Interpersonal and social rhythm therapy

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Interpersonal and social rhythm therapy (IPSRT) or simply social rhythm therapy is a type of behavioral therapy used to treat the disruption in circadian rhythms that is related to bipolar disorder. IPSRT provides a biopsychosocial model for bipolar disorder and recognizes that the illness cannot be fully treated with medication alone, although it is biologically based. It postulates that stressful events, disruptions in circadian rhythms and personal relationships, and conflicts arising out of difficulty in social adjustment often lead to relapses.

The idea was developed by Ellen Frank, PhD at the University of Pittsburgh who published a book on her theories: Treating Bipolar Disorder, a Clinician's Guide Interpersonal and Social Rhythm Therapy. She found that solving interpersonal problems and maintaining regular daily rhythms in activities such as sleeping, waking, eating, and exercise can increase quality of life, reduce symptoms, and help prevent relapse. In most cases, the patients continue to receive medications.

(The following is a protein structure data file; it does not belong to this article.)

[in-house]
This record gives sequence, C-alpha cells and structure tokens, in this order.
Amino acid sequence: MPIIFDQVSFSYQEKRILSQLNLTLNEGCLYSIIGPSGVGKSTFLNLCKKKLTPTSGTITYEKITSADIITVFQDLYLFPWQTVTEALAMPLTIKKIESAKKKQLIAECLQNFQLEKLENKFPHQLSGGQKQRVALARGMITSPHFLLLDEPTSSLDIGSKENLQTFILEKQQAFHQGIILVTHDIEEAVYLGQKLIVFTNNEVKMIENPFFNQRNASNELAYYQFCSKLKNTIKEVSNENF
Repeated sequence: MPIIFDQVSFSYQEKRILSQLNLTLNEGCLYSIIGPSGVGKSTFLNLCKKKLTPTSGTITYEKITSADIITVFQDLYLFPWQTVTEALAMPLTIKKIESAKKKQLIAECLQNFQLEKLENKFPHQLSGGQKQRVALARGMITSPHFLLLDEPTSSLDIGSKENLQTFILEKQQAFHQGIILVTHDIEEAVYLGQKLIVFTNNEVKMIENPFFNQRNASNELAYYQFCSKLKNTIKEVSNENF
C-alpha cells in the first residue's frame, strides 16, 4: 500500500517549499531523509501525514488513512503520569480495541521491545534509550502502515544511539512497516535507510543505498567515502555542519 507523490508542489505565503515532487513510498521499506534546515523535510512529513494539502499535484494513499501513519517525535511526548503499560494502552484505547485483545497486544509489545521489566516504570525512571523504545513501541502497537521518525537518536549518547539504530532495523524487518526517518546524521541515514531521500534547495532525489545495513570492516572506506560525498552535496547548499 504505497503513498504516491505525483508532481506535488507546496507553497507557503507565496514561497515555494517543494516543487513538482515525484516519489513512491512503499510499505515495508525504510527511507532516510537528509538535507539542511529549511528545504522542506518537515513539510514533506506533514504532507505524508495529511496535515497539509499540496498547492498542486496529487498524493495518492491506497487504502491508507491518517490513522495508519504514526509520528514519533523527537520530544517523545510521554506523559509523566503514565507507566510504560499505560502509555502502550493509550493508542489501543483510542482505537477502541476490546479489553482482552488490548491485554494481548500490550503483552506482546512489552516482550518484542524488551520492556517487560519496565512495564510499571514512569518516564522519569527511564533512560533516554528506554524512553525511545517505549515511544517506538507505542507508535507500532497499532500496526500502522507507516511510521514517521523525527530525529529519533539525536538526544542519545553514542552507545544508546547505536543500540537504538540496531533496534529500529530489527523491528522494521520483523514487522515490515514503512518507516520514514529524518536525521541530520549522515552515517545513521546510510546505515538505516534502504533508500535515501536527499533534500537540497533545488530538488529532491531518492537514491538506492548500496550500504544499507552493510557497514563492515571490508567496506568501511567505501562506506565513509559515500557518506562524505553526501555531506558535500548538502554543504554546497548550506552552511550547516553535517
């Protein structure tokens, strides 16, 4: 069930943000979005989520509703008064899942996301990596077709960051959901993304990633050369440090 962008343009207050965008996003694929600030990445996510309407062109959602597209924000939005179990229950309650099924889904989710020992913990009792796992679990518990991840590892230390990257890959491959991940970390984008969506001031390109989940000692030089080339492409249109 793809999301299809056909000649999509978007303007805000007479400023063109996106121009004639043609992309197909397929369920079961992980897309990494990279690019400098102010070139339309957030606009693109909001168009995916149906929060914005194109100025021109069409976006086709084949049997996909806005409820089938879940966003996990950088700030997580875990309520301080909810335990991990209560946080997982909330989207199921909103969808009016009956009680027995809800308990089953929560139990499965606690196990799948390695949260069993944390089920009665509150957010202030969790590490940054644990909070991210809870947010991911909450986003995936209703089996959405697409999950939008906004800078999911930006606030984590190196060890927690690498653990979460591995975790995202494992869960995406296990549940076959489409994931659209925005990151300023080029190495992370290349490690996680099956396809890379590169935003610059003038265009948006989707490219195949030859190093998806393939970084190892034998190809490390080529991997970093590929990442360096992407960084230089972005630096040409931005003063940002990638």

References[edit]

  • Frank, Ellen; David J. Kupfer; Michael E. Thase; Alan G. Mallinger; Holly A. Swartz; Andrea M. Fagiolini; Victoria Grochocinski; Patricia Houck; John Scott; Wesley Thompson; Timothy Monk (September 2005). "Two-Year Outcomes for Interpersonal and Social Rhythm Therapy in Individuals With Bipolar I Disorder". Archives of General Psychiatry. 62 (9): 996–1004. doi:10.1001/archpsyc.62.9.996. PMID 16143731.
  • Interpersonal and social rhythm therapy: managing the chaos of bipolar disorder. Biological Psychiatry, Volume 48, Issue 6, Pages 593-604 E. Frank
  • Interpersonal and social rhythm therapy proven to be an effective treatment for bipolar disorder
  • News Medical - Interpersonal and social rhythm therapy is helpful to many people with bipolar disorder

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